-The target reticle, regardless of all other factors, should always be visible on a creature. This means it should be high contrast, ON ITS OWN. It should not rely on world/ground textures to provide contrast. Specifics; A red target reticle is great, until you're fighting in lava. A green target reticle is great, until you're fighting on grass. The reticle also, if possible, should NOT simply be a textured overlay on top of an already existing texture. Multi-pass textures, projected textures, and a variety of other graphical systems can 'bury' the reticle beneath them, or make it very hard to see. All bad. No, just no. Visibility is key here. The most ideal system of all systems would be a vertical slider that allowed the player an offset they could set so the reticle would appear either at the feet or head or any place in between of their target. A huge gold star if you permit the player to choose the two contrasting colors of the reticle themselves.
    -If a spell or combat art didn't DO anything, don't start the recast timer. That means if an AE didn't hit anything, or a cure spell didn't cure anything, or a heal didn't heal anything, don't start the recast timer.
    -Looting should be automatic, or an option for it. None of this right click, choose loot, then individually double
    -click on every item in the treasure chest or on the creature. When I kill it, and I'm solo/alone, everything it had should go into my bags automatically. If I'm grouped, after the mob is dead, the looting for the group should start automatically, provided such an option exists. Looting preferences such as auto need, auto greed, auto decline should also exist. They already exist in other MMO's, any new one should have it. Exceptions to this: Quest items or items that are bind on pickup should optionally have a looting confirmation. However, for those players that want to pickup EVERYTHING without having any pop up dialog boxes, that should be possible.
    -if looting is not automatic, give us Macro's for looting. a '/target_nearest_lootable ; /loot_all' or '/target_nearest_corpse ; /loot_all' should be possible. Having to manually target a corpse on the ground through several other corpses (decaying or not), boxes, or whatever other unlootable thing, manually, is not fun. It's frustrating. Just give us the macro's, and move on.
    -if the player starts attacking a creature, or gets too near an openly hostile creature, it should move to attack them, and when it reaches as close to the player as it's going to get, they should be able to hit it with melee attacks. They should NOT get a message such as "you are too far away, move closer!" If the hitboxes aren't big enough, make them bigger. It sounds cool in theory to make it so the monsters reach is longer than the players reach, but after having to push forward to get into melee range a few THOUSAND times, it gets old, fast. It's fine if this mechanic is used sparingly, but it should really be SPARINGLY, not every boss, or every raid mob, or every "large" model.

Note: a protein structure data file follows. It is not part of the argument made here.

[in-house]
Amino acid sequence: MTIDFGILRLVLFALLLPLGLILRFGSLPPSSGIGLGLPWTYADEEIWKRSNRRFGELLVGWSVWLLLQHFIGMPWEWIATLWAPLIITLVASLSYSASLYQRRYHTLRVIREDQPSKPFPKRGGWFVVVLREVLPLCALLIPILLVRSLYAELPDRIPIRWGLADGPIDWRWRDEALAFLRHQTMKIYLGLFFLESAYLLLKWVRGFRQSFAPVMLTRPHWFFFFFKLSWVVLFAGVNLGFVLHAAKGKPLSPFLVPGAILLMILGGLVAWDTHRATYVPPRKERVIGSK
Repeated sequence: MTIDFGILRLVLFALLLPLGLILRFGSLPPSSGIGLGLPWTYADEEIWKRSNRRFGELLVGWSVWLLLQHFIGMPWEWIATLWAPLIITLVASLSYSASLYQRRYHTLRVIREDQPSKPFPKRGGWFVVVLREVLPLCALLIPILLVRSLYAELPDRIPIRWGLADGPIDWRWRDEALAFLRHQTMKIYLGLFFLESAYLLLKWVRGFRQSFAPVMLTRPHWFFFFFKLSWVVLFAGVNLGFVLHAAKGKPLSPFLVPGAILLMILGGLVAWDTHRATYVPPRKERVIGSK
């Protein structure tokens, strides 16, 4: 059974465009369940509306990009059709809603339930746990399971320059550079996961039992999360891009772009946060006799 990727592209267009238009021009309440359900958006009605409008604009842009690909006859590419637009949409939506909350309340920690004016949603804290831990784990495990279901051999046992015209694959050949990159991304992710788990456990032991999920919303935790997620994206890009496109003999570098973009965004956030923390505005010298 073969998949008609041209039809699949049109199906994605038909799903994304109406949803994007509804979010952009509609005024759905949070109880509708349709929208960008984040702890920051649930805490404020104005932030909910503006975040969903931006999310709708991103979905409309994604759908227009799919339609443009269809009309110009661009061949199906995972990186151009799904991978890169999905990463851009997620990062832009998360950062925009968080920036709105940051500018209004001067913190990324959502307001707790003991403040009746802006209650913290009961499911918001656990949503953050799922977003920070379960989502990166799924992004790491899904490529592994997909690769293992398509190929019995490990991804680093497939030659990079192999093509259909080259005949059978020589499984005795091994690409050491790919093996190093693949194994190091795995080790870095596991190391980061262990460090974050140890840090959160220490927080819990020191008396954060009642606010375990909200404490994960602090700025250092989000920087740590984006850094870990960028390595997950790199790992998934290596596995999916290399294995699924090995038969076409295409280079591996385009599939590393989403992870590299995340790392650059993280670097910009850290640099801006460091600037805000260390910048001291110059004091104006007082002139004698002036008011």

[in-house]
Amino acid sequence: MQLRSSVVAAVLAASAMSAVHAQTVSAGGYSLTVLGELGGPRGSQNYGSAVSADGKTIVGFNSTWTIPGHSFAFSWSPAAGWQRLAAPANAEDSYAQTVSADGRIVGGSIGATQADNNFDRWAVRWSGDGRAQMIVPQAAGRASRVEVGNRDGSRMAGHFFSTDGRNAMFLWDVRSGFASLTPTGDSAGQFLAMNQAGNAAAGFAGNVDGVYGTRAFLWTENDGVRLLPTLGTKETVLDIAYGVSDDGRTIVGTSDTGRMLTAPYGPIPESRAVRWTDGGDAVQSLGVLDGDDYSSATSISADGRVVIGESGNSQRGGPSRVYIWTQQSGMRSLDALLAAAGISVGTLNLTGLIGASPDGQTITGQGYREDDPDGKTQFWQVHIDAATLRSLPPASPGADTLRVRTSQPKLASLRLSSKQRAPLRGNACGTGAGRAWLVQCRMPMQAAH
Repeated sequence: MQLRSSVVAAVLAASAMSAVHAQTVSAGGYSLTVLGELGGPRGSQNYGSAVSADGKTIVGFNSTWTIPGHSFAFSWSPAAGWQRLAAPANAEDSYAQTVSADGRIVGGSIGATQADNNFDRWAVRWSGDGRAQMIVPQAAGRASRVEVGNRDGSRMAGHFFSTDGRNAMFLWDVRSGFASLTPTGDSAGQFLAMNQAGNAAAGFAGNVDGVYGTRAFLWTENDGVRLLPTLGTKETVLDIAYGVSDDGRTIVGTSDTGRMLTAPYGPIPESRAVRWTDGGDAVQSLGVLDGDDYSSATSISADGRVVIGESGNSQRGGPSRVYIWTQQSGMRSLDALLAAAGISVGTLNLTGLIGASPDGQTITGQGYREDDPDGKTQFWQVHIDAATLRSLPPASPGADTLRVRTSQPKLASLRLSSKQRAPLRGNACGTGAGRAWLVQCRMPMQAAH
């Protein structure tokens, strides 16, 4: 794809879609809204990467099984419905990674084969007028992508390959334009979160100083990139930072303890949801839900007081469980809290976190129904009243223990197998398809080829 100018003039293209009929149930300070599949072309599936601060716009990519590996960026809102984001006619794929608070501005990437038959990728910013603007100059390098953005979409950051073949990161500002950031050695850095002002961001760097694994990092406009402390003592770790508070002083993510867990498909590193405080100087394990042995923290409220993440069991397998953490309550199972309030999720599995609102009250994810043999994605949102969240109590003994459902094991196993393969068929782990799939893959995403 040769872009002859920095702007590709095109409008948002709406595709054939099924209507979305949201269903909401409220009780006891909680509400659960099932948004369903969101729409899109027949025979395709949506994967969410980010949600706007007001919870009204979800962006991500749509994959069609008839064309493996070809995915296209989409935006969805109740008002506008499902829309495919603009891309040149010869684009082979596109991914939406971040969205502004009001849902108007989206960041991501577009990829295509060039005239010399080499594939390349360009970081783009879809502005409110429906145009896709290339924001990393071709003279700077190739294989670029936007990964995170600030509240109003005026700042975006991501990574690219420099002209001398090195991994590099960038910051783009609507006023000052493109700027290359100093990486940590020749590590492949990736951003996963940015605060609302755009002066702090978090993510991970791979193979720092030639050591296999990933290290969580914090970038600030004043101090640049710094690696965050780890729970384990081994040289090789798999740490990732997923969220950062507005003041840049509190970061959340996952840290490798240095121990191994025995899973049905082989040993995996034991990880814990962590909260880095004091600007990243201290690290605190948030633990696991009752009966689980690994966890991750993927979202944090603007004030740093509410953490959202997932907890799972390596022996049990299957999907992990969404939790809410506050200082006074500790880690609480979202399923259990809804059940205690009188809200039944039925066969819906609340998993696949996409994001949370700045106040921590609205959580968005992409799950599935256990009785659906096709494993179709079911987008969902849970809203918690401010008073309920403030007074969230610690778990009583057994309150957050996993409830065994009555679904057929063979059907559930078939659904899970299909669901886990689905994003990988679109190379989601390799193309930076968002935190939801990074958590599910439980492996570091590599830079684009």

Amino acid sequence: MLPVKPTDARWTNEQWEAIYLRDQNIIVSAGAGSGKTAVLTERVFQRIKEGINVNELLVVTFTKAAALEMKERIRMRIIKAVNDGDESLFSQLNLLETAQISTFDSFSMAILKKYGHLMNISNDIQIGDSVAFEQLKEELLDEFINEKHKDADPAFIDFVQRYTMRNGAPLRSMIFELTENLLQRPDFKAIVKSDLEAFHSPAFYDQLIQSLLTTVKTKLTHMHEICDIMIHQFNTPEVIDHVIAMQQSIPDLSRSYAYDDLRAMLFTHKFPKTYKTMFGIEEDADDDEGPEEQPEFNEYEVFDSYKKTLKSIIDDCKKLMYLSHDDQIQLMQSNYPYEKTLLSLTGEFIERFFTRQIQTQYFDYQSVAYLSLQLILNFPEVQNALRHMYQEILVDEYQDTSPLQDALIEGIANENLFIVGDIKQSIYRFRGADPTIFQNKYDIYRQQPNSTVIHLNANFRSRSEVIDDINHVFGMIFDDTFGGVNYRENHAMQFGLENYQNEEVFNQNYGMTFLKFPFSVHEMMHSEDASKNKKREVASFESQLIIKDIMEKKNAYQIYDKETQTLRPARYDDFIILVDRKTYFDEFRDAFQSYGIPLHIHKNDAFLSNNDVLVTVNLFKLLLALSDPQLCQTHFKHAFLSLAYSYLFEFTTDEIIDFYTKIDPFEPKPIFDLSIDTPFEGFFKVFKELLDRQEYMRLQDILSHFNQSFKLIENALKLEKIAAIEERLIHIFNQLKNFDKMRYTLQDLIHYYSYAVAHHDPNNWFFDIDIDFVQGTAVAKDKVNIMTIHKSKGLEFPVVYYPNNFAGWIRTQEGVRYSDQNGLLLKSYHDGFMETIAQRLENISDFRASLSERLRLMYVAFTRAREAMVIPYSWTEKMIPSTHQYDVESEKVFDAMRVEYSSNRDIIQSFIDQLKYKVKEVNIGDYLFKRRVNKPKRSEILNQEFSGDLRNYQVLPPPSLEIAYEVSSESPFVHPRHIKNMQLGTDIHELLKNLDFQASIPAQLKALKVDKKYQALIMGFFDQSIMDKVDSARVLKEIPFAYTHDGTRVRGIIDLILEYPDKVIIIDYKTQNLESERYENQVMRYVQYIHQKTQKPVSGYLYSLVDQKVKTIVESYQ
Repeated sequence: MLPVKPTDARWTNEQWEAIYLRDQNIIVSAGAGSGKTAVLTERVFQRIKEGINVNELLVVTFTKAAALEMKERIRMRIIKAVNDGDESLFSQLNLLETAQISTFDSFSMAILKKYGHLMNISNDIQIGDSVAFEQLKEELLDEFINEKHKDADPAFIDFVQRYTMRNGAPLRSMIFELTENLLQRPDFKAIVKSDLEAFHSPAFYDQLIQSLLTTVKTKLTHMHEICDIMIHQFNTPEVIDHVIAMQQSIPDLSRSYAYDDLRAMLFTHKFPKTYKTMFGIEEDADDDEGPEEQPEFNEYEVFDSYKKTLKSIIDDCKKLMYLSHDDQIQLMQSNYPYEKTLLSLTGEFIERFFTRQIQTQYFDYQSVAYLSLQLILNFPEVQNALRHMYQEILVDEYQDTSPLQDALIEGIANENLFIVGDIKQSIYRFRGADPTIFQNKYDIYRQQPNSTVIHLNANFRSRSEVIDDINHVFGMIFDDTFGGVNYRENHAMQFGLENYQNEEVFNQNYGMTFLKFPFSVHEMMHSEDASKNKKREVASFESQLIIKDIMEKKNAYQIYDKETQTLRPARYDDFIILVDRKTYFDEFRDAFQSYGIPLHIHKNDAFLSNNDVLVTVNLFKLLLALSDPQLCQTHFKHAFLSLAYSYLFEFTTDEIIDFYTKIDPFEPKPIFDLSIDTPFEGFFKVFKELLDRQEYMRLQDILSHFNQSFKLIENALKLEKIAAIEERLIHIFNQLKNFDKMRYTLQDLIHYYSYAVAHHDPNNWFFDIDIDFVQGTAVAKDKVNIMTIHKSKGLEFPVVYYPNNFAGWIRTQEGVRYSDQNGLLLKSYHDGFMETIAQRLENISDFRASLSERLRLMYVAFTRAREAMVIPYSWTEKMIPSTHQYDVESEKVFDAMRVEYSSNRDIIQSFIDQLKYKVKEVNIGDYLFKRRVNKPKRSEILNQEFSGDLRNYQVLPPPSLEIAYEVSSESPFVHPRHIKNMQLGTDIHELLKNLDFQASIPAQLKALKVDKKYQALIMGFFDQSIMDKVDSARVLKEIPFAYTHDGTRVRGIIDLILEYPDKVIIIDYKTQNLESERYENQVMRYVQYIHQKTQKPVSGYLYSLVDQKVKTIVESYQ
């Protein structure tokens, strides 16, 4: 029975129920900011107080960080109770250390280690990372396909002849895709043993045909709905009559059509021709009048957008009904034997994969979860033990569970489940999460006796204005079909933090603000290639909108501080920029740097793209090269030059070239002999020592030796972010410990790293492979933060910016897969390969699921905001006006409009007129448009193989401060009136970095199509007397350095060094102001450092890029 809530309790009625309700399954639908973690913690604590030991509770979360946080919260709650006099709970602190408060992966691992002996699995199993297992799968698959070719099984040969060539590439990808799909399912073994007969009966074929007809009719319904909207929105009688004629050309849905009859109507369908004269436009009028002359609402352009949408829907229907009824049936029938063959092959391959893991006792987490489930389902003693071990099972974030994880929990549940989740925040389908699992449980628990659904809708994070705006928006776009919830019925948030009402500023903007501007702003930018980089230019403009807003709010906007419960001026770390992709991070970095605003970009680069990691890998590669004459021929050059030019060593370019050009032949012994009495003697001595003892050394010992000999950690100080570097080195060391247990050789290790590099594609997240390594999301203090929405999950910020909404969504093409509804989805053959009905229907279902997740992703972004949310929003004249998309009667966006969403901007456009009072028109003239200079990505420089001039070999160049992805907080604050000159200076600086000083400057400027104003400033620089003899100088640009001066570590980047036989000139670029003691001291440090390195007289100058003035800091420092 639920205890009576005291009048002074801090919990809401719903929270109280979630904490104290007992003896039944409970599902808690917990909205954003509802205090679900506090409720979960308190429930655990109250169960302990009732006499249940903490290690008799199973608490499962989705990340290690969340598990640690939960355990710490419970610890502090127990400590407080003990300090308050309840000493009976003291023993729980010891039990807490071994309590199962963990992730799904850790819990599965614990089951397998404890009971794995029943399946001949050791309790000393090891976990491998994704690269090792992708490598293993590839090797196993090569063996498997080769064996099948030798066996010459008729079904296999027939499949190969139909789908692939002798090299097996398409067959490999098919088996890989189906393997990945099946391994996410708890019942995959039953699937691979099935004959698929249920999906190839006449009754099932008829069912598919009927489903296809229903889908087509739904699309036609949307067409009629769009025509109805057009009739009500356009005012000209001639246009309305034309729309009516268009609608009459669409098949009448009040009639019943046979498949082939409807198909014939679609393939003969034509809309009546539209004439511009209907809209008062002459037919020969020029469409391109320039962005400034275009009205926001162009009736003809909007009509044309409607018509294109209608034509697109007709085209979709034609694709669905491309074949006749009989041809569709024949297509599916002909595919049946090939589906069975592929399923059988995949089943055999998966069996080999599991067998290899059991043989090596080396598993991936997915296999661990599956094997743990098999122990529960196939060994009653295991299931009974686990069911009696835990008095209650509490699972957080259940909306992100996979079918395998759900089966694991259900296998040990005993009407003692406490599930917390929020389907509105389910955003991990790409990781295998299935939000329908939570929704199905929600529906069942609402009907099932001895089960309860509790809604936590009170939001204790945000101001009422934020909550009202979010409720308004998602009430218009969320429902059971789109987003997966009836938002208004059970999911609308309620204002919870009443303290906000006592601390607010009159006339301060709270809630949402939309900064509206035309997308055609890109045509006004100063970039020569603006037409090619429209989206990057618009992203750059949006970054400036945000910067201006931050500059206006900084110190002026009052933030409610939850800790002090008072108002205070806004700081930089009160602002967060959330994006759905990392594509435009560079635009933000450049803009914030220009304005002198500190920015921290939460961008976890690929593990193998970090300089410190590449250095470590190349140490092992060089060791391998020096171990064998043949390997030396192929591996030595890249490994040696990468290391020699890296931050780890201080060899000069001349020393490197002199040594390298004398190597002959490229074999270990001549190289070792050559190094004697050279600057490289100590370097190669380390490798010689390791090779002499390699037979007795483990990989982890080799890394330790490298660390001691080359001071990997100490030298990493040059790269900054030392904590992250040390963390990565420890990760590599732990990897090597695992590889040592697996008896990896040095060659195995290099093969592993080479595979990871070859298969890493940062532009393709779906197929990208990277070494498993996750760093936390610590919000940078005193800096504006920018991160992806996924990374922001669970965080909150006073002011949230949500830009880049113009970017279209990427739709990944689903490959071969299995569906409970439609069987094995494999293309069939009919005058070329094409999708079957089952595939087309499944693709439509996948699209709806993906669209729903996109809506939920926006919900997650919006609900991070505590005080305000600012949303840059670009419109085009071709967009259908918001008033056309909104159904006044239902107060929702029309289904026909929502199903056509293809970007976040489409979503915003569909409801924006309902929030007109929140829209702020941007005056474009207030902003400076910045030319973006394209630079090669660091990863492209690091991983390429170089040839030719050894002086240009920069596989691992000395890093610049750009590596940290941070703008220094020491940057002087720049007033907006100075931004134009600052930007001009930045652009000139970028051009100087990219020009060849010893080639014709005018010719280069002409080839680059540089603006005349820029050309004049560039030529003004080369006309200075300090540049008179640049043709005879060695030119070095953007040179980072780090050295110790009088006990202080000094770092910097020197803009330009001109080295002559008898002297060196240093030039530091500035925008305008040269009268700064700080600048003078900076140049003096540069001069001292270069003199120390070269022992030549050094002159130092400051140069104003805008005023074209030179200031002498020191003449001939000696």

-chain stunning, chain knockdown, chain crowd control of any kind. This applies to PvE as well as PvP. If a player is rooted, mez'd, charmed, stunned, knocked down, disarmed, prevented from moving, prevented from turning, prevented from casting, prevented from attacking, silenced, stifled, prevented from using any/all abilities... If any of these things are done, they need to be made immune to a repeat of ANY of those effects in the same category for a minimum of 10 times the duration of the original effect. this means if someone is "controlled" for 3 seconds, they need to be made immune to those effects for 30 seconds. This means a player can never be CC'd for more than 10% of their time in combat, ever, period. The designers of the MMO need to build their encounters, fights, quests, and raids to handle this restriction from the start. Changing this 10% value, or allowing exceptions to it, even just for raids is a very very very very bad idea. Don't do it.
    -if a player starts a fight with a ranged attack, and the monster moves to melee range, there should be an OPTION the player can select so that their character will auto-switch to melee auto attack once the monster is in range. If the option is enabled, the player should NOT see a message such as "you are too close! move away!"
    -There should be a guild calendar. It should be prominent, easy to read, and should display all events in the time zone of the current player, as well as both adjacent time zones. For example, if the guild has scheduled an event for 7pm mountain, it should show up as 7pm mountain, 6pm pacific and 8pm central time. It should show all three times. The player should not have to convert for their local time in their head. If a guild officer makes the event in the eastern time zone, and a player logs in and is in the pacific time zone, it should automagically convert and display. No brainer.